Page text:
This is a sponsored post. I received two complimentary registrations to the March To Get Screened 5K walk/run for my own use as well as two to give away to readers as compensation for helping to promote the event. All opinions are my own.
I got home from the Neon Vibe at about 10:30 PM (after a quick stop at Taco Bell, because I was ravenous and, well, nothing else is open at 10:00 at night). I bolted my food, showered, and hopped in bed. It was Daylight Savings Time, so we would be losing an hour, and I had to up at 5:45 to get ready so I could pick up my mom and head over to March To Get Screened.
I had already laid out my race bag and outfit. Since this was a smaller event, packet pick up was going to be onsite.
I needed a clean shirt and a change of shoes for afterwards, as we would be leaving the run and headed straight to little man’s flag football game (Sidebar: his team had gone from 1-7 to winning in the playoffs, sending them to the FF Superbowl! No way could we miss that!)
It was pitch black when I left the house, and the sun still hadn’t made an appearance by the time I had collected my mom. We were making great time so I stopped for a quick bagel and iced coffee and to fill up the gas tank. And then, we were heading east to the race start at the Jacksonville Beach Fishing Pier, into the beautiful sunrise.
The day was glorious. It was so good to see the sun after what seemed like weeks of overcast, rainy dreariness. A blue balloon arch was set up near the walkway to the beach and the small collection of registration and sponsor tables.
We met up with some friends and checked in. Our names were already on a list with our bib numbers, so we collected our bibs from one table, and then got our timing chips, bags and t-shirts at the tables nearby.
We listened to the beautiful speech from March To Get Screened founder and colon cancer survivor Jan Pratt. She spoke about colon cancer being the number two cause of cancer-related deaths in the United States and emphasized the importance of getting screened, especially after the age of 50 or if there is a family history of colon cancer and issues.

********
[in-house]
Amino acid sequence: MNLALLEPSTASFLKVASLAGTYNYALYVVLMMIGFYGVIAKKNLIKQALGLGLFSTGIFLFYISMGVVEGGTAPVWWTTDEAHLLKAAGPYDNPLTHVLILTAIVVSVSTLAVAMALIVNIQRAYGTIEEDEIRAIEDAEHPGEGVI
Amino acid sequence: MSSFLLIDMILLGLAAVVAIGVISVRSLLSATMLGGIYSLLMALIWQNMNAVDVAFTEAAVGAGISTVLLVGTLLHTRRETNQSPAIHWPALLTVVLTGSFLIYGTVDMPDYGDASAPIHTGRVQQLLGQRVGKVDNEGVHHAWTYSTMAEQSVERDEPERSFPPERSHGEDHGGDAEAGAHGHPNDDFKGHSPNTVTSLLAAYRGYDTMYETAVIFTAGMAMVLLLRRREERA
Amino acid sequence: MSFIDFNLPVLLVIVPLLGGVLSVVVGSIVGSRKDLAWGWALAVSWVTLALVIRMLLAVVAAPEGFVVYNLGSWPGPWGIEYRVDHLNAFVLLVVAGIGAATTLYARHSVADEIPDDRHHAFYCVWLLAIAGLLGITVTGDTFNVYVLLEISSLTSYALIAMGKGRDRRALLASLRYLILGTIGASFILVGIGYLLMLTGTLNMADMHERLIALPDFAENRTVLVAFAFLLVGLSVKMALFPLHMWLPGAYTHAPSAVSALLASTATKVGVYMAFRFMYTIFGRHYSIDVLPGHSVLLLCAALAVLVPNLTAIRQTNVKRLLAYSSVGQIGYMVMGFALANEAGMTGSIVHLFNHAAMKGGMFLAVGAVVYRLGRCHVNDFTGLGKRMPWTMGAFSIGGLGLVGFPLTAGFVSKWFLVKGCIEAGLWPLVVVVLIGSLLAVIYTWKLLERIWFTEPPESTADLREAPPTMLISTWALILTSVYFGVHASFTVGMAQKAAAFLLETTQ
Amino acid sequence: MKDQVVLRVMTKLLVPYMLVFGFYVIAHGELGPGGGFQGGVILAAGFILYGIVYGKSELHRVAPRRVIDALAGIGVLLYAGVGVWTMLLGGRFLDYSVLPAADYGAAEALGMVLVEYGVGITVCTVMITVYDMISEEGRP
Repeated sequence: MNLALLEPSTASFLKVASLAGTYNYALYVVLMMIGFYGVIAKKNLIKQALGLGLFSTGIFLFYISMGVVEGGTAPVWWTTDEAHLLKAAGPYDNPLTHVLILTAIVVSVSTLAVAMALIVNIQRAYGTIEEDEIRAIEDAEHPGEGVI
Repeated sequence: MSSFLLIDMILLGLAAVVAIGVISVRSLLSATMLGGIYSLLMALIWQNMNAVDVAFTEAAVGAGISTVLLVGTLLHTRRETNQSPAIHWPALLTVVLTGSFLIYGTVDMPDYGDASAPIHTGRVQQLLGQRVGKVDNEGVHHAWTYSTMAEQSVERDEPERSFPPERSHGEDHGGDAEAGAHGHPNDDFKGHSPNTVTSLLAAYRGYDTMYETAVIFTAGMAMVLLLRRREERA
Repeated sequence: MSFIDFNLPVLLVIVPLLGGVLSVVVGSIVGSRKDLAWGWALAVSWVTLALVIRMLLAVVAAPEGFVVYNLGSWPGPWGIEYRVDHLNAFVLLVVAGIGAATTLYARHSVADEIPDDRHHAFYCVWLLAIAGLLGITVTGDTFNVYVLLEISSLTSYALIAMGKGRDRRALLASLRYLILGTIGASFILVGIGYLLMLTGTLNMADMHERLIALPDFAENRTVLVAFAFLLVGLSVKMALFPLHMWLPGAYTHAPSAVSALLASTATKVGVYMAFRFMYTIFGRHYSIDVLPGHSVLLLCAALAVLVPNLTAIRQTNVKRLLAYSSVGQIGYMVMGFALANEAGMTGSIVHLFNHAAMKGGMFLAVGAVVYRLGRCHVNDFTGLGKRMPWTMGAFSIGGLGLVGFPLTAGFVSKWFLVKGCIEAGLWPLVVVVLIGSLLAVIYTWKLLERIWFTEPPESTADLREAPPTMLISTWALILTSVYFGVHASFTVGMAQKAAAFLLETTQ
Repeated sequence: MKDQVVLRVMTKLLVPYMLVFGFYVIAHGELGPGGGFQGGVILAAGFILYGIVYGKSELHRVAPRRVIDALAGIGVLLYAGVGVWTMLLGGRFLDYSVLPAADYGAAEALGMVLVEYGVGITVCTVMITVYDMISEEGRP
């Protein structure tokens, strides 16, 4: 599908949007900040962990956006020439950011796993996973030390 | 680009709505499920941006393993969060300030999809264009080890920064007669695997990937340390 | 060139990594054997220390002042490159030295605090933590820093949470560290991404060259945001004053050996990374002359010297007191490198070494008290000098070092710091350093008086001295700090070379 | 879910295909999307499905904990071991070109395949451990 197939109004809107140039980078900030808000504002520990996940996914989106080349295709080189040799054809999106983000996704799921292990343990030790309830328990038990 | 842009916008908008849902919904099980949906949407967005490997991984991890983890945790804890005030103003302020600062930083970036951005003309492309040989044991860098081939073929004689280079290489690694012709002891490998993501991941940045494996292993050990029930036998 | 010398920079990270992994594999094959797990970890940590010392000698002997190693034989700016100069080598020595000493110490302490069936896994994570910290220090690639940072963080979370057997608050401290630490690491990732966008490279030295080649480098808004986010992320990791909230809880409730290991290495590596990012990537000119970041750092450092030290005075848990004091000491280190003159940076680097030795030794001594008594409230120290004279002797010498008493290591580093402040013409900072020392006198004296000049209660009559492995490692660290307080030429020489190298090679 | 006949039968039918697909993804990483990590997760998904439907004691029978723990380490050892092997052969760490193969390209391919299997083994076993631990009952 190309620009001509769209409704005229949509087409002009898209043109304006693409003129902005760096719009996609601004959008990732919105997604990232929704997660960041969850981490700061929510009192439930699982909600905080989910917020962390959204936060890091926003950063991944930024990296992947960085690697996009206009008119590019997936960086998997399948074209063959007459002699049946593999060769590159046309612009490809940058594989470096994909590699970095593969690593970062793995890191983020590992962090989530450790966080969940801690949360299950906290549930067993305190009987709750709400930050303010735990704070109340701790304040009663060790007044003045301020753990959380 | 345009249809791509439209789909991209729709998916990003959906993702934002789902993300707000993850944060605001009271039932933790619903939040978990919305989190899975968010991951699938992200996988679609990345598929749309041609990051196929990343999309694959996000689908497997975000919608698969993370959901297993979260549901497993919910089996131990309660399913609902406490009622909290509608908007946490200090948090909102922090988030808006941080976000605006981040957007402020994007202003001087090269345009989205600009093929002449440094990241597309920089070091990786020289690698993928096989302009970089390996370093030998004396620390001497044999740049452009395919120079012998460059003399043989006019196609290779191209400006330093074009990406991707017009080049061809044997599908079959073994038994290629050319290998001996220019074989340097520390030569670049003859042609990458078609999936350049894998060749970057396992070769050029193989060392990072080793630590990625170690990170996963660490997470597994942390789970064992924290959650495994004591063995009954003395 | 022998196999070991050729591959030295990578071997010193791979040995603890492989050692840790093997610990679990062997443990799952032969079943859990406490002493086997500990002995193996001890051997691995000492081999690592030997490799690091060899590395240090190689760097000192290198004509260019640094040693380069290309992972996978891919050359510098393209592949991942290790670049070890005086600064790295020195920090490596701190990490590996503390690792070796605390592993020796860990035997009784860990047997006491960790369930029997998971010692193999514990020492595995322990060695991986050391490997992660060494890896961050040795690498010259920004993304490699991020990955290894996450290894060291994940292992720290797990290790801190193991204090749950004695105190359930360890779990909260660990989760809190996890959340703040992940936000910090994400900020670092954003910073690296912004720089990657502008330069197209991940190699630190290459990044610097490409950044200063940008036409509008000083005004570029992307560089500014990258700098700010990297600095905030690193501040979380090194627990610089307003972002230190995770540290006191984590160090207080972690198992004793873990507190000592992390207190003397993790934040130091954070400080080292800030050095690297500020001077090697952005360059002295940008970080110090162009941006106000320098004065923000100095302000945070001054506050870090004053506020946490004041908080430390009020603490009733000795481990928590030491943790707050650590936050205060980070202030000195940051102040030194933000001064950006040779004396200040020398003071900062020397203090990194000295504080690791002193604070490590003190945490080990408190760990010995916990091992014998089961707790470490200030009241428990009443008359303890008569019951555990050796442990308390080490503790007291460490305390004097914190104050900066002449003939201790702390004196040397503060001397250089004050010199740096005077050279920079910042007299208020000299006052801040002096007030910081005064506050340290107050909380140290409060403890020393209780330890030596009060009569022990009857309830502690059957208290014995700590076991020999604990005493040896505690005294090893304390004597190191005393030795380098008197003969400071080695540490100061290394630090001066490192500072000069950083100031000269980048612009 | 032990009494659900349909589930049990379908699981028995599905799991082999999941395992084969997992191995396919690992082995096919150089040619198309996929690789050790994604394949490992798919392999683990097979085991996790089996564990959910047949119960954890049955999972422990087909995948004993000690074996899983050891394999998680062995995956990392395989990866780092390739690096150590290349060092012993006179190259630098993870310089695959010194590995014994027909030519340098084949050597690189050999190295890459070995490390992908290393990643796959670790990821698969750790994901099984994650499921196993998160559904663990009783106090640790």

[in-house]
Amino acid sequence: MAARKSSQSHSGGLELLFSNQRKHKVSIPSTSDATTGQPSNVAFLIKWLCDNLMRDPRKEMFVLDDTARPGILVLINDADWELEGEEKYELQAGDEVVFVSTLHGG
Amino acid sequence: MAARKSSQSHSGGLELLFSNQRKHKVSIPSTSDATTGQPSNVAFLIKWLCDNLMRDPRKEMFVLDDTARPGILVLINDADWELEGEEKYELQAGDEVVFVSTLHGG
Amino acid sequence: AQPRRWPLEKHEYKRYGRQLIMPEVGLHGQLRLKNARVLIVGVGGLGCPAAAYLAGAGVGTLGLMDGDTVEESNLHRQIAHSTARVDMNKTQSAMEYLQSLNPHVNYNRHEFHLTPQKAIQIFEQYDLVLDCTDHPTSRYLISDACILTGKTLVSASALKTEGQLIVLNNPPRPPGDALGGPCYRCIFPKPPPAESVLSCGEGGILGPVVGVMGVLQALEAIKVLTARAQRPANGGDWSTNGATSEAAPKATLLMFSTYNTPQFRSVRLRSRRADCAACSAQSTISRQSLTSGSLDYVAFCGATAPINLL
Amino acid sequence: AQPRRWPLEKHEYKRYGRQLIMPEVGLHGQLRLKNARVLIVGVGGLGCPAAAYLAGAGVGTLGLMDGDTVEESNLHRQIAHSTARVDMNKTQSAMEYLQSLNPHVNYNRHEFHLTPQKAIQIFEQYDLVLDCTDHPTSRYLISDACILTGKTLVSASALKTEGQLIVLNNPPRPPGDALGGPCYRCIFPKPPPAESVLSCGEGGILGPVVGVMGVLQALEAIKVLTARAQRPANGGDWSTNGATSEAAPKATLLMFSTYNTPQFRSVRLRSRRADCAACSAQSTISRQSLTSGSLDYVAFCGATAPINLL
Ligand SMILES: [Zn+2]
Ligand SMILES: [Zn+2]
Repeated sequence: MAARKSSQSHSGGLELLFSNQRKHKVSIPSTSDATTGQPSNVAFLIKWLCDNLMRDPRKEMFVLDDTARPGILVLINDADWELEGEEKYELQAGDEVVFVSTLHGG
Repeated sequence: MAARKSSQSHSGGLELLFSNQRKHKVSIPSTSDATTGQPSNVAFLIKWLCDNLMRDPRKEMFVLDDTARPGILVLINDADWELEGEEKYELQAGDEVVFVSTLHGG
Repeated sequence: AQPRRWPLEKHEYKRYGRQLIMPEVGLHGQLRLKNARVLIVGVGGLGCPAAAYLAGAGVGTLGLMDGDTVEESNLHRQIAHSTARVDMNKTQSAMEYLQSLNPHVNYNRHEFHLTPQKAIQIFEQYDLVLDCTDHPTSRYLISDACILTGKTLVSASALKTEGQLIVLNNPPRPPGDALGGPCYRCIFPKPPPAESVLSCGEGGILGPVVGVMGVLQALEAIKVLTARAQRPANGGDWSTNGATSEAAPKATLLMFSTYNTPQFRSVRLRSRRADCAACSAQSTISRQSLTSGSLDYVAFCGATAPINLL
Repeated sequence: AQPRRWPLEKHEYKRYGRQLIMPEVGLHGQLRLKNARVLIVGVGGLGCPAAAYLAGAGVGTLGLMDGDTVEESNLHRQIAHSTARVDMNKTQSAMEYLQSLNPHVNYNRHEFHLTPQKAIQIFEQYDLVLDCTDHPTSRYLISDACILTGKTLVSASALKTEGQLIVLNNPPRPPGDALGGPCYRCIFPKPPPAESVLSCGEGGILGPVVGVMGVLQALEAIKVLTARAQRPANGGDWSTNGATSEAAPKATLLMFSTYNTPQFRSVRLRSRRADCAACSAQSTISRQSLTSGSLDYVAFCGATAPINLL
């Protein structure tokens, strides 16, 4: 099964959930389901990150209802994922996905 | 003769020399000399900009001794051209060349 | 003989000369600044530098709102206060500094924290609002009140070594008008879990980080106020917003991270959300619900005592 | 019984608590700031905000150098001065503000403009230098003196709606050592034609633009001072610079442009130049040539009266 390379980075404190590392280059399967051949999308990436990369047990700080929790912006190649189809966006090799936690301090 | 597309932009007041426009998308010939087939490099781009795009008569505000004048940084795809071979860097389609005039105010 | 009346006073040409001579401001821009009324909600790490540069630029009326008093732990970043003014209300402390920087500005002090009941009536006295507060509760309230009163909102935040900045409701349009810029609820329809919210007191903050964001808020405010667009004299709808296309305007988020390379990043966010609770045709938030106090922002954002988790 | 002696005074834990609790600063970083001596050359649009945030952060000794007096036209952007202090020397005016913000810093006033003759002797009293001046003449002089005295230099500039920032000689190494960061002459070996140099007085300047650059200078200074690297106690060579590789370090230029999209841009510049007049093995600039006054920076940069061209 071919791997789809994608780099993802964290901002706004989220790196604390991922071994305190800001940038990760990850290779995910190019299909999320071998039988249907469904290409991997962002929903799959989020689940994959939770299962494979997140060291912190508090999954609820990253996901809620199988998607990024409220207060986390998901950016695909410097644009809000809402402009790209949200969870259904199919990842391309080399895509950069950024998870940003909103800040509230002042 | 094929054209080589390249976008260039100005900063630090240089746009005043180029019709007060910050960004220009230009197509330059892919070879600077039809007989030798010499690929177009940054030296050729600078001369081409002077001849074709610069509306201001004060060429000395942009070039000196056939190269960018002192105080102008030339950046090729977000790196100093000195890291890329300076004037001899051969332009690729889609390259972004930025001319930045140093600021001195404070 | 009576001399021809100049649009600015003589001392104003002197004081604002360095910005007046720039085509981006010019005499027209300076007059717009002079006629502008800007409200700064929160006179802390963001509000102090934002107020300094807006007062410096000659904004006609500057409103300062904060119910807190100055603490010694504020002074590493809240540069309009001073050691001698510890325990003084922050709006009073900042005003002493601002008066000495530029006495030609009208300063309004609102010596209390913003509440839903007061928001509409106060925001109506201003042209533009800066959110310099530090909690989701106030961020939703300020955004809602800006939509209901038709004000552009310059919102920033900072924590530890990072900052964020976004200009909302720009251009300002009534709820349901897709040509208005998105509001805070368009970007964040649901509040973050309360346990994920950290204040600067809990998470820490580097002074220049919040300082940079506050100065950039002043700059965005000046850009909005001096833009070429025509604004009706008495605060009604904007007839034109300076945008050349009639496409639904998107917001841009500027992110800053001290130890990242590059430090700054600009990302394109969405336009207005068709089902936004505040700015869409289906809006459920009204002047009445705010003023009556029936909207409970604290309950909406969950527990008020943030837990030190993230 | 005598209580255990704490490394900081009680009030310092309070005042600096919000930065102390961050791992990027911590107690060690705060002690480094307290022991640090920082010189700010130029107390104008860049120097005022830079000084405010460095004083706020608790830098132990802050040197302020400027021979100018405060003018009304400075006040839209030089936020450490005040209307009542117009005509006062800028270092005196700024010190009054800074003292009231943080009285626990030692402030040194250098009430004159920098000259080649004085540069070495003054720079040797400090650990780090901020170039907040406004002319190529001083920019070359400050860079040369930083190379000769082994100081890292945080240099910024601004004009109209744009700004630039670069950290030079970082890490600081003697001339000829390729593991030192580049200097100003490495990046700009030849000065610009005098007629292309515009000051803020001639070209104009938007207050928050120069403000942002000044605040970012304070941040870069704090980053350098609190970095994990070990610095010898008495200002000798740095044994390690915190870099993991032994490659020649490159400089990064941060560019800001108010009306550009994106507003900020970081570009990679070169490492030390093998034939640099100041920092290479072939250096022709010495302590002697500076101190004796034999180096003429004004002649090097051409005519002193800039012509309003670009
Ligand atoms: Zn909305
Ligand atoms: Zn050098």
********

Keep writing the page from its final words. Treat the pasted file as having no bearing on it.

At about 8:40, we started making our way over to the beach.
This was going to be my mom’s first organized run/walk event and I was so glad to be able to share it with her. Due to my foot, I promised her that we would be walking (especially since the entire course was on the beach). She loves walking (and the beach), so it was perfect.
I situated us in the middle of the pack, between the runners and the walkers. It was a great location and we were able to start comfortably between the two when the gun sounded.
The course was a very straightforward out and back on the packed sand of the beach. There was one small section where the tide had made the ground a little soupy, but other than that, we were in great shape. In fact, the biggest challenge was the shells. My mother is an avid seashell collector, and she absolutely hated having to briskly walk past the bounty the waves were washing up on the shore.
I had to promise her a morning of dedicated collecting over spring break.
There was one water stop at the turnaround, manned by wonderful volunteers, and then it was back to the finish line.
It was so nice seeing the beach so full of runners and walkers and the color blue. There was such a grew feeling of community and I loved that people were encouraging each other and offering high fives all along the route.
We finished in about 50 minutes, which wasn’t bad for walking. I was a little disappointed not to be able to see what I could do on the nice, flat beach, but I was still trying to recover and it would have been foolish to push too hard. We said our goodbyes to remaining friends, and started back to the car.
My mom had completed her very first 5K!
Next time, I’m getting her in a matching tutu!
As we were crossing back over the dunes, we were met by several women, who directed us to Lynch’s Irish Pub across the way. The pub was offering a free beer to the runners and walkers, as well as food and live music.
The joint was already busy, and it would have been nice to enjoy what they had to offer, but we had a game to catch.
March To Get Screened is definitely a great run to have on the calendar. It was more intimate than a lot of other races I’ve done, but everyone was so supportive and friendly and the feeling of togetherness was great. The course was breathtaking (you can’t go wrong with a sun-soaked beach in March), and the cause was important. I’m so glad I got to be a part of it this year, and it was even more special to be able to do it with my mom. I can’t wait to do it again.
Do you prefer small races or larger ones?
Do you ever race with family members?